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Atmospheric observatory for Atlantic Ocean as York scientists win research cash


Scientists at the University of York have been awarded nearly £500,000 to help to establish a centre in the Atlantic Ocean to monitor gases in the atmosphere.

Dr Lucy Carpenter and Dr Alastair Lewis, of the University’s Department of Chemistry, have been awarded £487,070 by the National Environment Research Council (NERC) to set up an atmospheric observatory on the Cape Verde Islands.

The York chemists, who have been awarded the money under the NERC’s Surface Ocean – Lower Atmosphere Study (SOLAS) programme, will be the major partners in a project also involving German and Cape Verdean scientists.

Cape Verde (16°N, 24°W) is situated in the tropical Eastern North Atlantic Ocean, in a region which exerts a strong influence on greenhouse gases and clouds as well as being highly sensitive to climate change. There are major interactions between the ocean and the atmosphere in this area of the tropics though these are little understood due to the limited amount of study that has taken place.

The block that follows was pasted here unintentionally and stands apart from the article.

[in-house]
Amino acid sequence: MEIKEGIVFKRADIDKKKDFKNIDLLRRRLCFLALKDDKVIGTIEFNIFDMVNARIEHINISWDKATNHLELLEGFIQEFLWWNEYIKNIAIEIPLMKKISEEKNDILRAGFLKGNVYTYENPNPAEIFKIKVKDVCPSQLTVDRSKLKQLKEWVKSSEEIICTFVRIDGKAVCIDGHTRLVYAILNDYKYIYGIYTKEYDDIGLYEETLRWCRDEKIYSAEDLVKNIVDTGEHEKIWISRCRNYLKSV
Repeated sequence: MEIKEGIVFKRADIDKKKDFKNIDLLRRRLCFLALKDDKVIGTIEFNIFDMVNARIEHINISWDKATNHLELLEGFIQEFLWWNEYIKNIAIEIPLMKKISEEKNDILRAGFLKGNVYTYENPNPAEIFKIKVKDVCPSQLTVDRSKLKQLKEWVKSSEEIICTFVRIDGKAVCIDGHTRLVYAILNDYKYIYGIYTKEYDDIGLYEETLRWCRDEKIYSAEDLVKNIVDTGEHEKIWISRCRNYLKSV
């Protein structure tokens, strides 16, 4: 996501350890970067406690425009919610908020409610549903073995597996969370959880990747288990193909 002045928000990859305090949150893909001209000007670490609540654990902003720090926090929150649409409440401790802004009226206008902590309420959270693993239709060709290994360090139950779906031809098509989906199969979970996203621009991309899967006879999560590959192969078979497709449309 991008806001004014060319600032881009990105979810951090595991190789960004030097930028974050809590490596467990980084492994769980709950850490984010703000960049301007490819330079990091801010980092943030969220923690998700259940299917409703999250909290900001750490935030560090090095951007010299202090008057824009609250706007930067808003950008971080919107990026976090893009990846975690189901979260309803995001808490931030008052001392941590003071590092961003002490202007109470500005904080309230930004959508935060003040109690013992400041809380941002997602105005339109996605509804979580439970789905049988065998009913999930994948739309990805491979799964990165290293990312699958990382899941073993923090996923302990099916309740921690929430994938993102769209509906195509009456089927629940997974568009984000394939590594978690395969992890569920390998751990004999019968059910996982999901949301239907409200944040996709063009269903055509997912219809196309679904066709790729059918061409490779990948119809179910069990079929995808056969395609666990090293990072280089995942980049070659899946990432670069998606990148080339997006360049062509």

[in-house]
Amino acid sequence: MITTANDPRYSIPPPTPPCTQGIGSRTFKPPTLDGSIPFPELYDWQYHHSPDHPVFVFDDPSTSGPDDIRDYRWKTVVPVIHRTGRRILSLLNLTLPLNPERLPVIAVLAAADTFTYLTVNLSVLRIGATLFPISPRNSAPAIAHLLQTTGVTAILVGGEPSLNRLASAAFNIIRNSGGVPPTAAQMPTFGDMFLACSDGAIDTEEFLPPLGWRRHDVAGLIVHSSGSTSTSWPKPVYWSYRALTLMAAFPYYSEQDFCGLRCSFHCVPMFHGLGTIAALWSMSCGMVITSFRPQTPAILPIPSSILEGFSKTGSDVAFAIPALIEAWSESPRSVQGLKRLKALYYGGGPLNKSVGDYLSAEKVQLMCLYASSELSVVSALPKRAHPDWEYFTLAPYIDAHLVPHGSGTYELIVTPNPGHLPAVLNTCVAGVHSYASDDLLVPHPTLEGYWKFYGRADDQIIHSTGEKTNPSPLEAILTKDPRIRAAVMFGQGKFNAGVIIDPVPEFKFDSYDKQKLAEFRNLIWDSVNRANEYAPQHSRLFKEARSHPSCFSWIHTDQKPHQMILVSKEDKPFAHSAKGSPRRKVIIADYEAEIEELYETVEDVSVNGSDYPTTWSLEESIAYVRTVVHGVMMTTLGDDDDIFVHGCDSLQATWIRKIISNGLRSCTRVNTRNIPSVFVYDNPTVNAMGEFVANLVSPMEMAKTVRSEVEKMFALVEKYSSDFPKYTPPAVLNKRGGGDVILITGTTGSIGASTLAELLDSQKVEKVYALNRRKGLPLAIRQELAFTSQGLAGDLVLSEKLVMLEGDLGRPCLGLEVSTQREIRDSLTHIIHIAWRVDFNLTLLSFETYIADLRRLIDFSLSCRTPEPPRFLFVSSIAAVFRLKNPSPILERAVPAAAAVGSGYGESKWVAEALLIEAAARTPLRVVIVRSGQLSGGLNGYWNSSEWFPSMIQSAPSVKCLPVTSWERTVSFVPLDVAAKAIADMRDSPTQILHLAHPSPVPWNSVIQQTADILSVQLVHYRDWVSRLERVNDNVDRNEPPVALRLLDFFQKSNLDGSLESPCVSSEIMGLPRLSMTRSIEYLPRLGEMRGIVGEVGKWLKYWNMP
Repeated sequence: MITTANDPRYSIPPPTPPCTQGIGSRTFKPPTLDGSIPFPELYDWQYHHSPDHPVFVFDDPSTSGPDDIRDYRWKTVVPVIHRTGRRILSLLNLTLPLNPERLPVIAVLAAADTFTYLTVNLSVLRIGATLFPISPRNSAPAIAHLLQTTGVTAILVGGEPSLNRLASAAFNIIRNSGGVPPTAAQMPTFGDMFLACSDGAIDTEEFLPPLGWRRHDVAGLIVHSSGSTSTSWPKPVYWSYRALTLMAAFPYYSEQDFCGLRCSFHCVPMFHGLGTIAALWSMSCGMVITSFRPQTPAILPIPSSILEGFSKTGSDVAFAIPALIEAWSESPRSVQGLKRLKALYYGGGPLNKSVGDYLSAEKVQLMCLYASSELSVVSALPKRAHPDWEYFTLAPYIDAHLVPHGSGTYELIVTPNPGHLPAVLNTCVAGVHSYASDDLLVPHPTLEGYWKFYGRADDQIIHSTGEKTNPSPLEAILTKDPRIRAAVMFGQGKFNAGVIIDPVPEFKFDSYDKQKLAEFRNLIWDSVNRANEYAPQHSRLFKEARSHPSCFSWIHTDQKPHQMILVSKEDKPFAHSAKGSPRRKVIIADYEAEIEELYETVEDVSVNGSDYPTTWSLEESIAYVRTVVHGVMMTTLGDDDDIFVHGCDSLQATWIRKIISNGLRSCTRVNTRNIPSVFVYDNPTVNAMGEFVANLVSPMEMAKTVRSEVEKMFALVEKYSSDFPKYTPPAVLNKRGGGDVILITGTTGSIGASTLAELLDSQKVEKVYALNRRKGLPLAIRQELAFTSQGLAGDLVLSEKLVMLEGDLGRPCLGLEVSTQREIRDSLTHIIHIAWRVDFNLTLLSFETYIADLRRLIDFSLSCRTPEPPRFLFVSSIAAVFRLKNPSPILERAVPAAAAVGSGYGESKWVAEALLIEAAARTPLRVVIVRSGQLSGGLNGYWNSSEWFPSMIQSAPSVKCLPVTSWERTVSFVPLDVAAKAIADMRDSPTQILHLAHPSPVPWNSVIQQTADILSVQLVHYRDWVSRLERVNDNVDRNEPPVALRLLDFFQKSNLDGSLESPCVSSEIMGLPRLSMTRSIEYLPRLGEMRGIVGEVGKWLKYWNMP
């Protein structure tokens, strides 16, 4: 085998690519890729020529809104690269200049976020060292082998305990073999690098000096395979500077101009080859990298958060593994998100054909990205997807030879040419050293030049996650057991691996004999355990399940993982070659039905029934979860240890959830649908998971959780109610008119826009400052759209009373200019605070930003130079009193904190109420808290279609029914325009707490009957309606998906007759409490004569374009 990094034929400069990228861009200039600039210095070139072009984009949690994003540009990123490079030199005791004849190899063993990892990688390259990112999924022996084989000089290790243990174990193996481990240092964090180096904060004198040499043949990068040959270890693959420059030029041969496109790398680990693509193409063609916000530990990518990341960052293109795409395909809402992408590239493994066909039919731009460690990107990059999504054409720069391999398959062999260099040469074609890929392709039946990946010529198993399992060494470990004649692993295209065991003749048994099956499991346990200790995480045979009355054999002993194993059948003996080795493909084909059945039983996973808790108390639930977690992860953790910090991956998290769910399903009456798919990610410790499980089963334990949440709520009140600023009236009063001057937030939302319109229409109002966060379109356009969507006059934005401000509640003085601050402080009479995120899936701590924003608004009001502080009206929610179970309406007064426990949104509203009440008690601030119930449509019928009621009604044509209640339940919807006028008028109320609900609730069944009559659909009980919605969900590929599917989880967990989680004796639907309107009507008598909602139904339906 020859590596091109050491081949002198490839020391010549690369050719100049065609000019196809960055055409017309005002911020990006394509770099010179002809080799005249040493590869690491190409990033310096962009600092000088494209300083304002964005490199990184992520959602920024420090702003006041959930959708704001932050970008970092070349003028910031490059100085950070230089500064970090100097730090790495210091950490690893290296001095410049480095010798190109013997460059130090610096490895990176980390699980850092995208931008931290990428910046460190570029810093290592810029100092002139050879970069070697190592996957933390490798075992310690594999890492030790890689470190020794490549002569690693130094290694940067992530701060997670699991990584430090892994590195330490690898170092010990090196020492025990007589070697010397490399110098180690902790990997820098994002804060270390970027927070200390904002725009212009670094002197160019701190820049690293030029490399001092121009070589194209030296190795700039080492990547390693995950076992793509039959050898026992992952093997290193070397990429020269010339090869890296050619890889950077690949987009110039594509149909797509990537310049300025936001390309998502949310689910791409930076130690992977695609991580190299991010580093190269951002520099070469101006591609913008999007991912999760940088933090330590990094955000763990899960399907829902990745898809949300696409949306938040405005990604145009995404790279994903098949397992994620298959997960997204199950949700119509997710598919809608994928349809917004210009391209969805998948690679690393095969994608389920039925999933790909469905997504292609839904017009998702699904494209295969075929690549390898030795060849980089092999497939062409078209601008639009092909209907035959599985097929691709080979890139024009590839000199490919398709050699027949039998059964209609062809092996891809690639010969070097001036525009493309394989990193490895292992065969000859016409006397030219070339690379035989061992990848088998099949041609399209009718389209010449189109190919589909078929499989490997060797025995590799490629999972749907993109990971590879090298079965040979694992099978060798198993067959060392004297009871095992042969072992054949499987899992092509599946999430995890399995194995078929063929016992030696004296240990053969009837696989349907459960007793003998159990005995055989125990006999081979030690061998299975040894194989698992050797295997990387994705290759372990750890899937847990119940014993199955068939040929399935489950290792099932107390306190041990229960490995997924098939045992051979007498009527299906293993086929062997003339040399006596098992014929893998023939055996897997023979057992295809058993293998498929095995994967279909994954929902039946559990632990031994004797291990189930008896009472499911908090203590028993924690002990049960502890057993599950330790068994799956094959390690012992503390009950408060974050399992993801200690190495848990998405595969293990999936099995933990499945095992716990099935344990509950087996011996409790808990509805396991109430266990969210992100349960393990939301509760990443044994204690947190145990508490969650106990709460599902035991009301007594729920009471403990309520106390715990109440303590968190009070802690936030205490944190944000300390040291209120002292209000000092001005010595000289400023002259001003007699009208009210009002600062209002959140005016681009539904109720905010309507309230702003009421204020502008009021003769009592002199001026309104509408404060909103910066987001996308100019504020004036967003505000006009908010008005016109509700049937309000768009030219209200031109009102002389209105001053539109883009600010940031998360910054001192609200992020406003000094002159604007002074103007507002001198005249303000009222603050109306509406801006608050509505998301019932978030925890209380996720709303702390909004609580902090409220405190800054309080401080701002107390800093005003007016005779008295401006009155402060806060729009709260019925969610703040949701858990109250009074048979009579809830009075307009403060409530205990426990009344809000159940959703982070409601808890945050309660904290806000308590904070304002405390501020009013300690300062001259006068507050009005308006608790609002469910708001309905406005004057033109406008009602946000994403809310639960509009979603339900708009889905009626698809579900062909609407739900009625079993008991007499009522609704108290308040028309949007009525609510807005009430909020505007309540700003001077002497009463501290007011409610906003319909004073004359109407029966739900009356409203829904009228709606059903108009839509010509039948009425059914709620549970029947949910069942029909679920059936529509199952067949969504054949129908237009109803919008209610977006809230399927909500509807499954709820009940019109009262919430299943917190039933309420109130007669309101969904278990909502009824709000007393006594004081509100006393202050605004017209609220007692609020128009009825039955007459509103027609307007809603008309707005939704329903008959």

The project will examine long term trends in gases such as ozone, and processes affecting the marine ecosystem such as the input of desert dust to the ocean.

It will launch a two and a half-year programme of trace gas, including ozone, nitrogen oxides and volatile organic compounds, and aerosol measurements. The aim is to create a high quality international facility and start a long-term UK-led atmospheric monitoring programme, providing vital data to the UK and international communities.

Dr Carpenter said: "The Cape Verde Observatory will provide a powerful tool for characterizing transport and deposition of trace gases, aerosols and dust from Africa to the tropical Atlantic."

Dr Lewis added: "This project is a key component in understanding how global changes in atmospheric composition and climate may affect the ocean and biogeochemical processes occurring within it".

Dr Lucy Carpenter | alfa
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